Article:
I’ve never been a technical person, in fact, I don’t care much about having the latest technology and therefore I don’t need an extremely powerful camera either. Most of my work is slow paced, I like to walk around and compose the shots carefully and only then, I shoot in ONE SHOT mode and I focus and recompose all the time. But I must confess that I like having and investing a bit more in a nice lens, often primes.

Nunca he sido una persona que sabe de técnica, de hecho, no me importa mucho tener lo último en tecnología, así que tampoco necesito una cámara potente. La mayor parte de mi trabajo lo hago a un ritmo pausado, me gusta dar vueltas hasta dar con la composición. Utilizo el modo One Shot y siempre utilizo el punto del medio para enfocar y después recomponer. Sin embargo, debo confesar que me gusta tener e invertir un poco más en un buen objetivo, a menudo en focales fijas.

My photos are usually dark and moody, I mostly watch the sunrise from work and I’m usually tired to try to photograph the sunset. Therefore, I can only hope for cloudy days, and even then, I prefer rainy and foggy mornings so that I can I add a bit of atmosphere to my photos. I feel that my photos may not be technically perfect but I really want them to spark a feeling or some kind of emotion in the viewer.

A menudo mis fotos son oscuras, la mayoría de veces veo el amanecer desde el trabajo y normalmente suelo estar muy cansada como para querer fotografiar el atardecer. Por lo tanto, solo me queda esperar a los días nublados, e incluso entonces, prefiero que sean mañanas lluviosas y de niebla para poder añadir un poco de ambiente al trabajo. Creo que mis fotos probablemente no sean técnicamente perfectas, pero lo único que pretendo es que hagan sentir o transmitir alguna emoción al espectador.

When I photograph wide landscapes and I travel to other countries, I want to inspire others to do the same, to get to know the world we live in, to learn about other cultures… But when I photograph forests at home, I think is when I mostly show what’s going on in my mind.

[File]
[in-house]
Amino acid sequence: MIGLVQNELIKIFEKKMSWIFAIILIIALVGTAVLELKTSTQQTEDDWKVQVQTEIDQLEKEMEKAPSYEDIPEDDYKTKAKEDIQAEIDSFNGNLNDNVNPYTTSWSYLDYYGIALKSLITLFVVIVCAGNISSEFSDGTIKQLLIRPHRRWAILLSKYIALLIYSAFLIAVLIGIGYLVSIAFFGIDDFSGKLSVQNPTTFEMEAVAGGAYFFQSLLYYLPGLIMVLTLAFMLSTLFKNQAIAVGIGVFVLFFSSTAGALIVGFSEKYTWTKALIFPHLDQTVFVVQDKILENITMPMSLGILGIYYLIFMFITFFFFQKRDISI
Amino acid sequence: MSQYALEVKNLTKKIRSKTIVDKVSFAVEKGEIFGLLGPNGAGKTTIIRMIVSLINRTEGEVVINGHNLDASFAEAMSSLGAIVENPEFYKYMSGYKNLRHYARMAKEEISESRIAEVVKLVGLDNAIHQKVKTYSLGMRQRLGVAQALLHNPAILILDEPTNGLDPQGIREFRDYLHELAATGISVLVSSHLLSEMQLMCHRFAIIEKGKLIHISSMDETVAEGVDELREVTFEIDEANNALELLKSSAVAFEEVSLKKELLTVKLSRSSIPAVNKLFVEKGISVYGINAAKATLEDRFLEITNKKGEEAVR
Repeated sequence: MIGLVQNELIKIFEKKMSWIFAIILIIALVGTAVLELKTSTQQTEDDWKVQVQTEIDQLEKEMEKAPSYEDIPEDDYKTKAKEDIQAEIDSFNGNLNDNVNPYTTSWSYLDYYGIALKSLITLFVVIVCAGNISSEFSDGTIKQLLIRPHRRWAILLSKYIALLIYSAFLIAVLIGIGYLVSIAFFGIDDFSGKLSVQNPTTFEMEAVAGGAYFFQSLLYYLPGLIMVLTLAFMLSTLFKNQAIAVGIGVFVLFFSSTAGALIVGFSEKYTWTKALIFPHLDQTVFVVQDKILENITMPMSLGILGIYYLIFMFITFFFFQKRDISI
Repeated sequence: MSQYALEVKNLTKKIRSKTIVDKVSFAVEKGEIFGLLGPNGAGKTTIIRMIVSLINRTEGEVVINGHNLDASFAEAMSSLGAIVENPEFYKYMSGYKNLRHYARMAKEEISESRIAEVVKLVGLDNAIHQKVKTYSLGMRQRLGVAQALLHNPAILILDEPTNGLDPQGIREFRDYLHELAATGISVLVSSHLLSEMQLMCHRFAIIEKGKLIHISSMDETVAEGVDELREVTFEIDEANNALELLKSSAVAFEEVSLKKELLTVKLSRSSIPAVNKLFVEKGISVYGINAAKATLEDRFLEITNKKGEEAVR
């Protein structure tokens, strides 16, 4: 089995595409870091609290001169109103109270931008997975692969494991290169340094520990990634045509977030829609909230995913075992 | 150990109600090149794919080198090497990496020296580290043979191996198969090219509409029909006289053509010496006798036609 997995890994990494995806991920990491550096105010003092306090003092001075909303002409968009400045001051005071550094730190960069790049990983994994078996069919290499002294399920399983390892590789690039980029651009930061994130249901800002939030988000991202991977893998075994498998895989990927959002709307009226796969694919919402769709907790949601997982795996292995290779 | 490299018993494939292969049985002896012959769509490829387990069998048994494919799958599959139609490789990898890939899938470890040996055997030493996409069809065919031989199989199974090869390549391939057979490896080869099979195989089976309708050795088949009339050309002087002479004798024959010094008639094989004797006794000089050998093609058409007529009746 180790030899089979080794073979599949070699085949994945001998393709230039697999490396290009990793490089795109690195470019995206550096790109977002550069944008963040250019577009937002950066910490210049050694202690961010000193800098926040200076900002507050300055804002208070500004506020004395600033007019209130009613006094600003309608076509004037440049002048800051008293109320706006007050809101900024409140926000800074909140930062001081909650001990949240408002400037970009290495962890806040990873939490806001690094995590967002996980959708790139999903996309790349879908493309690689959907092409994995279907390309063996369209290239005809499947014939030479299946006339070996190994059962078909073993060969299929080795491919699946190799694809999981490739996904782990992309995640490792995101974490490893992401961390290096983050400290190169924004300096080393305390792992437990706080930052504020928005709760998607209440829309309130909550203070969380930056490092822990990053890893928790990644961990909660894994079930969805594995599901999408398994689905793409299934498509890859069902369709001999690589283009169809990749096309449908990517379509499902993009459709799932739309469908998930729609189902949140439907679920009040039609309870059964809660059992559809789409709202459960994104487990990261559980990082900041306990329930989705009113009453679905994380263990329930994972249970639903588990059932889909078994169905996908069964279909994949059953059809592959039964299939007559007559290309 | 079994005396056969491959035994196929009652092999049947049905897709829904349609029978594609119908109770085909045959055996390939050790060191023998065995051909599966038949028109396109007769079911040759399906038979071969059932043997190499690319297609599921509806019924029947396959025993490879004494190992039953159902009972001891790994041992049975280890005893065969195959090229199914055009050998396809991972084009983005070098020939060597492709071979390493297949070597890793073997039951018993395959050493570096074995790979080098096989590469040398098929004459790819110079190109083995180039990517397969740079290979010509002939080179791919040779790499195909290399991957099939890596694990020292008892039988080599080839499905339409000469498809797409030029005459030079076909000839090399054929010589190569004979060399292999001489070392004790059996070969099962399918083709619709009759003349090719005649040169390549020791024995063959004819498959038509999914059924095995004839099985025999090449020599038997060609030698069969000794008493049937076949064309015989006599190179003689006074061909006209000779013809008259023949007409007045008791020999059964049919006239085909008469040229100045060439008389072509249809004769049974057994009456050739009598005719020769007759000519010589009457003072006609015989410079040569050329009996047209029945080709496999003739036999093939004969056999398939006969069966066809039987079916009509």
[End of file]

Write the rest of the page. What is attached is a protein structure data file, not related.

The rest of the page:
Cuando fotografió grandes paisajes y viajo a otros países, mi intención es la de inspirar a otros que hagan lo mismo, que conozcan el mundo en el que vivimos, que aprendan de otras culturas. Pero cuando fotografío los bosques de casa, creo que es cuando más hablo de mí misma y de lo que hay en mi cabeza.

Why woodland or forest photography? I really don’t know. It’s true that I live surrounded by forests and that’s exactly what the landscape looks like here. Also, due to my work, I spend a lot of time driving from one place to another and I also have a hectic schedule. Though sometimes, in the mornings, I have a few hours when I can head up to the forest and escape a bit from the busy life.

Por qué fotografiar bosques? Realmente no lo sé. En parte es verdad que vivo en una zona con preciosos paisajes y con muchos bosques. También debido a mi trabajo, paso mucho tiempo conduciendo de un lado para otro y también tengo un horario complicado. Aunque a veces en las mañanas, tengo unas horas libres en las que puedo subir a algún bosque y escapar del ruido de alrededor.

I believe that’s how it all started. I use the time I am surrounded by nature to clear my mind and thoughts, and I can’t express how important that is for my (our) mental health. It’s all quiet and paused, the wind moves the leaves and it all feels good. I always bring my camera, because I can barely predict when and where the fog is going to show up. But if it’s a foggy day and it’s not raining heavily, you’ll probably find me wandering around the forest, usually near home.

Así es como creo que empezó todo. Aprovecho el tiempo que estoy rodeada de naturaleza para liberar mi mente y los pensamientos, y no puedo expresar lo importante que es eso para mi (nuestra) salud mental. Todo está tranquilo, el tiempo se para, el viento mueve las hojas y todo hace que me sienta bien. Siempre llevo alguna cámara encima, ya que apenas puedo predecir dónde y cuándo va a aparecer la niebla. Pero si es un día con mucha neblina y no llueve mucho, probablemente me encontrarás dando vueltas por algún bosque cercano a casa.